As the running community searches for solutions to salvage their iconic events in 2020 in the face of the Covid-19 pandemic, from postponements to virtual competitions, here’s another, more nuanced idea for the Boston Marathon 2020.
After suggesting a medical-teams relay as an alternative to the standard 27,000-strong Boston Marathon field, a format that would both hail our frontline healthcare practitioners, and mirror the military-teams relay staged in 1918 during World War I to salute the U.S. expeditionary forces, the thought of an Elite-only race to limit the number of runners was also proposed. That was the solution the 38,000-strong Tokyo Marathon went with March 1st.
But based on the current trajectory of the Covid-19 disease, mid-September might still be too soon to start flying people across oceans and continents safely without adequate testing procedures in place. So another alternative solution would be to limit the 2020 Boston Marathon to American-only elites.
All those American athletes who ran in the Olympic Trials Marathon in Atlanta in February? Well, here would be a second chance at glory in 2020, though of a different kind. And as with the idea of a medical-teams relay, the American—only Elite format would also tie directly into Boston’s history.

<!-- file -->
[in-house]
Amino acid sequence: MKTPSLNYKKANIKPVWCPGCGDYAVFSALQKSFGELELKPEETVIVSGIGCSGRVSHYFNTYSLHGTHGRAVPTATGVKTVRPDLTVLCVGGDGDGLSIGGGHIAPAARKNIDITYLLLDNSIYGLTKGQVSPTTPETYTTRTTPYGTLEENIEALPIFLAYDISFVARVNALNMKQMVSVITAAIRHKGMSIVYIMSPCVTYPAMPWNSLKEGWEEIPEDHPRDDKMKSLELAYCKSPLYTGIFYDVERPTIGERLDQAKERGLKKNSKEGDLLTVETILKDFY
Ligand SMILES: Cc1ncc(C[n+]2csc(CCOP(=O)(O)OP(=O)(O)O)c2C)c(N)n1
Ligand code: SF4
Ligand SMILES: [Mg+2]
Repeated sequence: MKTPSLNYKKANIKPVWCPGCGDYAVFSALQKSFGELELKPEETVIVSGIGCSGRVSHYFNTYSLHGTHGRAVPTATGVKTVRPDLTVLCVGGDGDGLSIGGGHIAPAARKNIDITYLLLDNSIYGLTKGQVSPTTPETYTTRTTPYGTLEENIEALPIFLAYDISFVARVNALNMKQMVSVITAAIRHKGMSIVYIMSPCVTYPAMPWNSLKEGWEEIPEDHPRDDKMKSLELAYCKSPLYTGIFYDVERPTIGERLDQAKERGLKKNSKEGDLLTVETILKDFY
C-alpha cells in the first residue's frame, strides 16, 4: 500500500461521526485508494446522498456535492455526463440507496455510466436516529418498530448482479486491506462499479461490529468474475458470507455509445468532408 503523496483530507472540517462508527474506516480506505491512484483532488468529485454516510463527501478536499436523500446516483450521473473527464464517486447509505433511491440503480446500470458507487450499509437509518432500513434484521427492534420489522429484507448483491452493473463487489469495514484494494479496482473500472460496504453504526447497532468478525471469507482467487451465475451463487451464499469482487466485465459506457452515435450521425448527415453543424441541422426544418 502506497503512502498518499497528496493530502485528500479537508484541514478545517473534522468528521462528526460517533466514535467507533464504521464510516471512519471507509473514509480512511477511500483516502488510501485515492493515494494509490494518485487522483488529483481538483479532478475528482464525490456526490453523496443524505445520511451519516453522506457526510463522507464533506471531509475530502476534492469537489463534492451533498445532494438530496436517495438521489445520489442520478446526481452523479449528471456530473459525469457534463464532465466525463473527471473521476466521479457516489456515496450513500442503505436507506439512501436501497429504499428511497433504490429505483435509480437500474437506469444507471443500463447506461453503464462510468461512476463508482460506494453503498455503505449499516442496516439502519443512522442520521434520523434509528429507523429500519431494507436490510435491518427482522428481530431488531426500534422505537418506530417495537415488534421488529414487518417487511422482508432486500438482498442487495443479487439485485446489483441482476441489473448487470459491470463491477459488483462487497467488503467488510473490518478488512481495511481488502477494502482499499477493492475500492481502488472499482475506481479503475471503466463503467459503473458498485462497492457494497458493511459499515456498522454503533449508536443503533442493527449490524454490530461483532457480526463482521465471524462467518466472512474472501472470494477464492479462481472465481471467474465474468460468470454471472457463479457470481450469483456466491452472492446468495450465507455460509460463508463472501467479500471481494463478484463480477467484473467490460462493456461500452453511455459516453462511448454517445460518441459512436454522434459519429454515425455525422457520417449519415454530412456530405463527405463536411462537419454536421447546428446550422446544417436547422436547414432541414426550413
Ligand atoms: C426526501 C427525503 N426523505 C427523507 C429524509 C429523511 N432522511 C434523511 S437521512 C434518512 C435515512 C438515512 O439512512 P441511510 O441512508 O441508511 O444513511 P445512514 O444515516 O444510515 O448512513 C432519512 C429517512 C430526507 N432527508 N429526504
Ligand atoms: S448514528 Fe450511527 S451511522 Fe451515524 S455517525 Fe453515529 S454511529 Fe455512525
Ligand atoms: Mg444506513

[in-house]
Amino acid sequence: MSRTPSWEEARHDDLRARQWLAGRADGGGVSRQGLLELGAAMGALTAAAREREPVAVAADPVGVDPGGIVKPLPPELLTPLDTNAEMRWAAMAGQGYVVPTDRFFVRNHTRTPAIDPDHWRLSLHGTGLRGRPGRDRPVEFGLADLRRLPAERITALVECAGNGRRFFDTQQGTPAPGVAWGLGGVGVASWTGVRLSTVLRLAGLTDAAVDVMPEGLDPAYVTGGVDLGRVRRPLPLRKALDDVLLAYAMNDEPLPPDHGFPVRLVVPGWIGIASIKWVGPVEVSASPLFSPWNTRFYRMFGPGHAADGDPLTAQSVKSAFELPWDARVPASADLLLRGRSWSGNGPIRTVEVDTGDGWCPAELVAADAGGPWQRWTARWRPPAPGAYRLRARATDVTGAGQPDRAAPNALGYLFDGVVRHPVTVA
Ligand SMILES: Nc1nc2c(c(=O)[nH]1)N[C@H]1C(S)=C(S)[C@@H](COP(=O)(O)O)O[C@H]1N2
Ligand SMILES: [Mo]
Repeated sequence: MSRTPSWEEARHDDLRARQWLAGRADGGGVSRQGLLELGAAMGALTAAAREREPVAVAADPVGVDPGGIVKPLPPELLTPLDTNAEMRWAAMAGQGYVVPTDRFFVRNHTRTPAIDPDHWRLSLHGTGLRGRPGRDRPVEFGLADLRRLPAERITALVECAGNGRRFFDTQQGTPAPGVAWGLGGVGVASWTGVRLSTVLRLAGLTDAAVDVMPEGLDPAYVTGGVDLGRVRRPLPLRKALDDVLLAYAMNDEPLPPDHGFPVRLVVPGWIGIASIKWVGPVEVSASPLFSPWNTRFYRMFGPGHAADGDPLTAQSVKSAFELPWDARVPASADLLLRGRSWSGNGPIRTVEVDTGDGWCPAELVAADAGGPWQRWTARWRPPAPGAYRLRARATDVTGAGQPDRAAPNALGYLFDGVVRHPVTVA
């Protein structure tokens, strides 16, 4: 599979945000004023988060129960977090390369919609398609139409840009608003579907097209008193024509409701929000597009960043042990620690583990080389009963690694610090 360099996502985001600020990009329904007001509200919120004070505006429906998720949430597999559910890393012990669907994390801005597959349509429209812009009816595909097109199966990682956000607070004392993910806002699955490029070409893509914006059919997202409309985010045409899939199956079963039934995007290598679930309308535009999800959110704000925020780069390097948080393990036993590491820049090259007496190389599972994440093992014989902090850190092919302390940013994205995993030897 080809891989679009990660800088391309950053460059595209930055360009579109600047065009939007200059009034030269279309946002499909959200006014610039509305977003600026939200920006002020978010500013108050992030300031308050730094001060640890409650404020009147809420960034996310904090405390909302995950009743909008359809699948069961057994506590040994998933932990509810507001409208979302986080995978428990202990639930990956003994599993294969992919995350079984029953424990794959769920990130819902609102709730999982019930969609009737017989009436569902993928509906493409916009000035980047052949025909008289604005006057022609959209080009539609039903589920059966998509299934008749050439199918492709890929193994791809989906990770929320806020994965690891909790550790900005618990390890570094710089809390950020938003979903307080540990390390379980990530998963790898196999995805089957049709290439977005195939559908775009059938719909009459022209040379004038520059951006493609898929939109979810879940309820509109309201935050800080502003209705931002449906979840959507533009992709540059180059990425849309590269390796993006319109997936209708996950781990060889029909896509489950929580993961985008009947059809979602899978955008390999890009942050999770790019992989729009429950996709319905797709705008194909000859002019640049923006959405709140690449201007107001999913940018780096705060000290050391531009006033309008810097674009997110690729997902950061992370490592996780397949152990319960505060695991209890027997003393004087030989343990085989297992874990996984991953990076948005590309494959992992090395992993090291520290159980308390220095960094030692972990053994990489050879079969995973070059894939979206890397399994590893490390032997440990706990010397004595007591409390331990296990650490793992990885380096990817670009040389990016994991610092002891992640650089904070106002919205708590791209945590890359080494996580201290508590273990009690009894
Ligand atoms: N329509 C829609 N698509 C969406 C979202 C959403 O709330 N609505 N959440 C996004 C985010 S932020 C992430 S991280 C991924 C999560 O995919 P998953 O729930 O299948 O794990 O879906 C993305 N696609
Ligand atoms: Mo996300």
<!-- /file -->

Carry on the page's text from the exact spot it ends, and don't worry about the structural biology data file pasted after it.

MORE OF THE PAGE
According to the Boston Athletic Association’s History of the Boston Marathon, “Monday, April 19, 1897: the Boston Marathon was originally called the American Marathon and was the final event of the B.A.A. Games.”
So despite Chicago having changed its name from the Mayor Daley Marathon to America’s Marathon/Chicago between 1982 and 1987, it’s Boston that has the original American-named connection.
Therefore, if a medical-teams relay would salute today’s frontline healthcare professionals and tie in to the military-teams relay staged in 1918, then an American-only elite Boston in 2020 would similarly touch back to the event’s historic roots while minimizing the impact of large numbers gathering during the current medical crisis.
Acknowledging that no alternative would be perfect, let’s keep thinking. Stay safe Stay well.